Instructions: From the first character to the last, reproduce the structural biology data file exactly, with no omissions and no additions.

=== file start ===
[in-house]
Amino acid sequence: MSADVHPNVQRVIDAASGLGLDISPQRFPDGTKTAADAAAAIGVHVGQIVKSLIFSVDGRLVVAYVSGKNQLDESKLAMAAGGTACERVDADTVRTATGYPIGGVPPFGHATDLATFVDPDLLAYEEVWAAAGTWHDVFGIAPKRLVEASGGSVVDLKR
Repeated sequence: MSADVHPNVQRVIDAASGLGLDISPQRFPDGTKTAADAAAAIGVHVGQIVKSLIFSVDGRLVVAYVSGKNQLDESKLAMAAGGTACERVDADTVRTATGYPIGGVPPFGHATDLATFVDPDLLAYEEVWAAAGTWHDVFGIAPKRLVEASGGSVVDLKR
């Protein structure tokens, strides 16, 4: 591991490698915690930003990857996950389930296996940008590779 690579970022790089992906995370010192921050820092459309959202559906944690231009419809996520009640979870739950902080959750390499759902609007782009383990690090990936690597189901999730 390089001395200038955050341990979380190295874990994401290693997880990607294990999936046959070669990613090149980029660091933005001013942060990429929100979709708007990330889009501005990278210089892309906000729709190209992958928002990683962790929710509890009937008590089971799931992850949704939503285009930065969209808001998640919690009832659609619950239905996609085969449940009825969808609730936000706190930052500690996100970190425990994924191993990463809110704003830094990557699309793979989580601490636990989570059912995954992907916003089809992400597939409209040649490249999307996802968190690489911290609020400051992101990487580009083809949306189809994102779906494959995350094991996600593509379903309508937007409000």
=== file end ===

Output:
[in-house]
Amino acid sequence: MSADVHPNVQRVIDAASGLGLDISPQRFPDGTKTAADAAAAIGVHVGQIVKSLIFSVDGRLVVAYVSGKNQLDESKLAMAAGGTACERVDADTVRTATGYPIGGVPPFGHATDLATFVDPDLLAYEEVWAAAGTWHDVFGIAPKRLVEASGGSVVDLKR
Repeated sequence: MSADVHPNVQRVIDAASGLGLDISPQRFPDGTKTAADAAAAIGVHVGQIVKSLIFSVDGRLVVAYVSGKNQLDESKLAMAAGGTACERVDADTVRTATGYPIGGVPPFGHATDLATFVDPDLLAYEEVWAAAGTWHDVFGIAPKRLVEASGGSVVDLKR
């Protein structure tokens, strides 16, 4: 591991490698915690930003990857996950389930296996940008590779 690579970022790089992906995370010192921050820092459309959202559906944690231009419809996520009640979870739950902080959750390499759902609007782009383990690090990936690597189901999730 390089001395200038955050341990979380190295874990994401290693997880990607294990999936046959070669990613090149980029660091933005001013942060990429929100979709708007990330889009501005990278210089892309906000729709190209992958928002990683962790929710509890009937008590089971799931992850949704939503285009930065969209808001998640919690009832659609619950239905996609085969449940009825969808609730936000706190930052500690996100970190425990994924191993990463809110704003830094990557699309793979989580601490636990989570059912995954992907916003089809992400597939409209040649490249999307996802968190690489911290609020400051992101990487580009083809949306189809994102779906494959995350094991996600593509379903309508937007409000």